How to minimize risk of wildfire damage to existing homes through prevention and protection

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Forest fires or wildland fires are common occurrences from May to September in areas of the country that are densely forested or that have vast grassland, particularly during dry conditions and drought. They can cause extensive damage to homes in the wildland-urban interface and put lives in danger.

There are things homeowners can do to reduce how flammable their home and surrounding landscape is, and renovators can help. CHBA collaborated with FireSmart Canada, the Intact Centre for Climate Adaptation (University of Waterloo) and the University of Alberta on information for wildfire resilience for renovators (and builders) to consider for homes in high-risk areas. Items such as roofing, siding, gutters, decks, fencing and landscaping are all areas that can be modified to reduce wildfire risk.

With wildland fires being an increasing concern, the topic was addressed at the most recent Canadian Renovators’ Council. Renovators were advised that integrating wildfire resilience into their project protects was a simple way to protect the investment of renovations and upgrades. Wildfire resilience is particularly well suited to simple upgrades, since most of the protective measures are simply switching siding and roofing materials for non-combustible material choices.

CHBA has also adapted a FireSmart resource and produced a one-pager for homeowners on how to protect their properties. The information was shared with homeowners on the RenoMark blog (renomark.ca) and on social media. Homeowners were encouraged to hire RenoMark members for their home renovation needs. They were advised to understand how their location affects the risk of wildfires and double-check that their home insurance properly protects their home.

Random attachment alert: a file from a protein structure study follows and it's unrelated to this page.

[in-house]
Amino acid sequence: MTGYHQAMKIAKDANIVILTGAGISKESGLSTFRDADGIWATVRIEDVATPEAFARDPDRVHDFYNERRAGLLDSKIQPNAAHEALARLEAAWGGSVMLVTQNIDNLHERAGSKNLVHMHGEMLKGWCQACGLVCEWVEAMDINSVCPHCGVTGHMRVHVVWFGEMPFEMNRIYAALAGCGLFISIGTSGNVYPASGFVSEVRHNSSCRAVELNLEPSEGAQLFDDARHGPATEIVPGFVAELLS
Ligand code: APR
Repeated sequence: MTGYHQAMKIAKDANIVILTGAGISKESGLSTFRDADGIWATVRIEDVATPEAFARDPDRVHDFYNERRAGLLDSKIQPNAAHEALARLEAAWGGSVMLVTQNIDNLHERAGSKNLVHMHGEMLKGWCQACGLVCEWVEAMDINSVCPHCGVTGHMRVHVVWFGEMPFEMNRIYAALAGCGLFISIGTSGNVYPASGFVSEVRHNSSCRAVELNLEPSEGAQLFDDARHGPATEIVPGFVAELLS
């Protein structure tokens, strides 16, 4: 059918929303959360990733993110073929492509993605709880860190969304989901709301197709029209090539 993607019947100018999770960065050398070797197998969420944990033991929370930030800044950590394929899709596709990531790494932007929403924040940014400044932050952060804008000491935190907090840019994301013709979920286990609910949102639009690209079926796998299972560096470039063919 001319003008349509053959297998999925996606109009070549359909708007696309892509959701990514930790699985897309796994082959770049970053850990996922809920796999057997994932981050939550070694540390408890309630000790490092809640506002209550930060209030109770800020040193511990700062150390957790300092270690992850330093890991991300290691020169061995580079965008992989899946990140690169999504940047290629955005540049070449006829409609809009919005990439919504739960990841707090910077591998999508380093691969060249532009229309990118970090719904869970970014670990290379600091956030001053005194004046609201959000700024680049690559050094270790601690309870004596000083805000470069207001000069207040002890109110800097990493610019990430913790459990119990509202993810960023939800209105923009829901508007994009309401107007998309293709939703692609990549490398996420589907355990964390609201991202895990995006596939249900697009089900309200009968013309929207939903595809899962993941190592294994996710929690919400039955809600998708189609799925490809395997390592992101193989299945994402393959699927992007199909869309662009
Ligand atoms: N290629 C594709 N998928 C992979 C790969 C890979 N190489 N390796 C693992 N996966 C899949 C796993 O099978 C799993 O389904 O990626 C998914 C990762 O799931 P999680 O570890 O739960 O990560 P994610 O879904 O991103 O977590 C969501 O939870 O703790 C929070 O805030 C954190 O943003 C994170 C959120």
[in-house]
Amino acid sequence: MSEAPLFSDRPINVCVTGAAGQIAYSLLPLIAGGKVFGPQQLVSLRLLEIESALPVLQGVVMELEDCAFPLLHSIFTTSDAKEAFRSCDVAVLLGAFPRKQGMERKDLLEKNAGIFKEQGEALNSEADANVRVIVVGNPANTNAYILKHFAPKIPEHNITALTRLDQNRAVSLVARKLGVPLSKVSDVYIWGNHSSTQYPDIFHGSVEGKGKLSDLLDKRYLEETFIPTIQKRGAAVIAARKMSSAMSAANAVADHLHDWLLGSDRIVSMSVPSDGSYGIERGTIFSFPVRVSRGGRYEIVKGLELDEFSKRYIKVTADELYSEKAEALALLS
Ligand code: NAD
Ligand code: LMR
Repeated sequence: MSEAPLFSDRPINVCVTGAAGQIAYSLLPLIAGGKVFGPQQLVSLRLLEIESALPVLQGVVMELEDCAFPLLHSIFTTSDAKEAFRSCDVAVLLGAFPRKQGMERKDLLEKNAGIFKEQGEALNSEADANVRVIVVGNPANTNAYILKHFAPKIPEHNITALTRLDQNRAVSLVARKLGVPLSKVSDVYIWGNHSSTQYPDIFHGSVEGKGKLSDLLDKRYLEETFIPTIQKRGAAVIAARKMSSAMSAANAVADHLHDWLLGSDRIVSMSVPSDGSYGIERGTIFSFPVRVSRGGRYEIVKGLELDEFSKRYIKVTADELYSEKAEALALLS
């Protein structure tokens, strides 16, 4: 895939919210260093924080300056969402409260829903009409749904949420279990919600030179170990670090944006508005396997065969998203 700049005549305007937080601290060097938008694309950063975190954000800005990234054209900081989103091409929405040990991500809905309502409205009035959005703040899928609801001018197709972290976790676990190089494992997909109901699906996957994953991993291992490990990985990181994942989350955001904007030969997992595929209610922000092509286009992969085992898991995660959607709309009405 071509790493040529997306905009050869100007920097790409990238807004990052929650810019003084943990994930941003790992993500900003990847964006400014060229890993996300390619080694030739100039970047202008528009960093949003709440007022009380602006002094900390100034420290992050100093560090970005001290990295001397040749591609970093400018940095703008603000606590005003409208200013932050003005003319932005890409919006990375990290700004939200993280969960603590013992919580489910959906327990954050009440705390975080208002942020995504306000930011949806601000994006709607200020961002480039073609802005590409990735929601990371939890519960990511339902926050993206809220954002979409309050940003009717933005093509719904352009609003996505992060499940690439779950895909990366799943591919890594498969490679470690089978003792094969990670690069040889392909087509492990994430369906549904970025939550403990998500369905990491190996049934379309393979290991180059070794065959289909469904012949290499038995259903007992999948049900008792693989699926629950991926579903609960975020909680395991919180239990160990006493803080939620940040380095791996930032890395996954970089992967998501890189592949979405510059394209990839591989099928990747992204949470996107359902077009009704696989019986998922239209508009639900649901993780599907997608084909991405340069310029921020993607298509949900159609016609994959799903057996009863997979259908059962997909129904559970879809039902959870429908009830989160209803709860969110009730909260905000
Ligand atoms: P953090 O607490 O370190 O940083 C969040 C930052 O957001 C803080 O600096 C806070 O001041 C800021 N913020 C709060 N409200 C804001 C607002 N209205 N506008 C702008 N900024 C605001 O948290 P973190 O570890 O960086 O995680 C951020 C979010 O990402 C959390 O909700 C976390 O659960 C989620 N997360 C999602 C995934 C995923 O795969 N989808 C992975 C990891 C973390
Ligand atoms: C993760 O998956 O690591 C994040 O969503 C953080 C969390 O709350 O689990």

The following items can help homeowners reduce the risk of a wildfire spreading to their homes.

Complex home upgrades

Homeowners who are very concerned about the threat of wildfire and are eager to take more advanced measures to protect their homes may wish to have the following more complex upgrades done as part of a larger home renovation. These steps likely require the support of a professional renovator or contractor.

  • When re-roofing, install Class A fire-resistant roof covering or metal roofing
  • When replacing siding, choose non-combustible siding
  • Install multi-pane or tempered glass windows and fire-rated doors
  • Remove any conifer trees within 10 m of home
  • Ensure all decks connected to the home are made from non-combustible materials or protect the decking so that the home is protected from being ignited

Simple home upgrades

Some homeowners may be able to tackle these items by themselves, and others will need professional help.

  • Install non-combustible screens with maximum three mm openings on soffits and all external vents (except dryer vents)
  • Replace door weather stripping that is old, worn or missing
  • Install non-combustible ground materials within 1.5 m of the home (soil, rock, concrete, stone) and ensure 15 cm vertical clearance to the siding
  • Ensure fencing and gates near the home are made of non-combustible materials

Routine maintenance

Staying on top of routine maintenance tasks is a simple way for homeowners to minimize flammability risks on their property.

  • Clean vents and eaves troughs of debris
  • Keep firewood, lumber and other combustible material at least 10 m away from the house perimeter, if possible
  • Mow the lawn to keep the grass under 10 cm
  • Remove debris or dead vegetation from underneath decks/stairs

Landscaping

  • Remove ground cover such as mulch and plants within 1.5 m of the home
  • Prune trees to create a two m clearance from ground to lowest branch
  • Ensure plants are well spaced and low growing
  • Ensure any sheds or other outbuildings are at least 10 m a way from residence if possible
  • Trim branches from trees that are overhanging the home or deck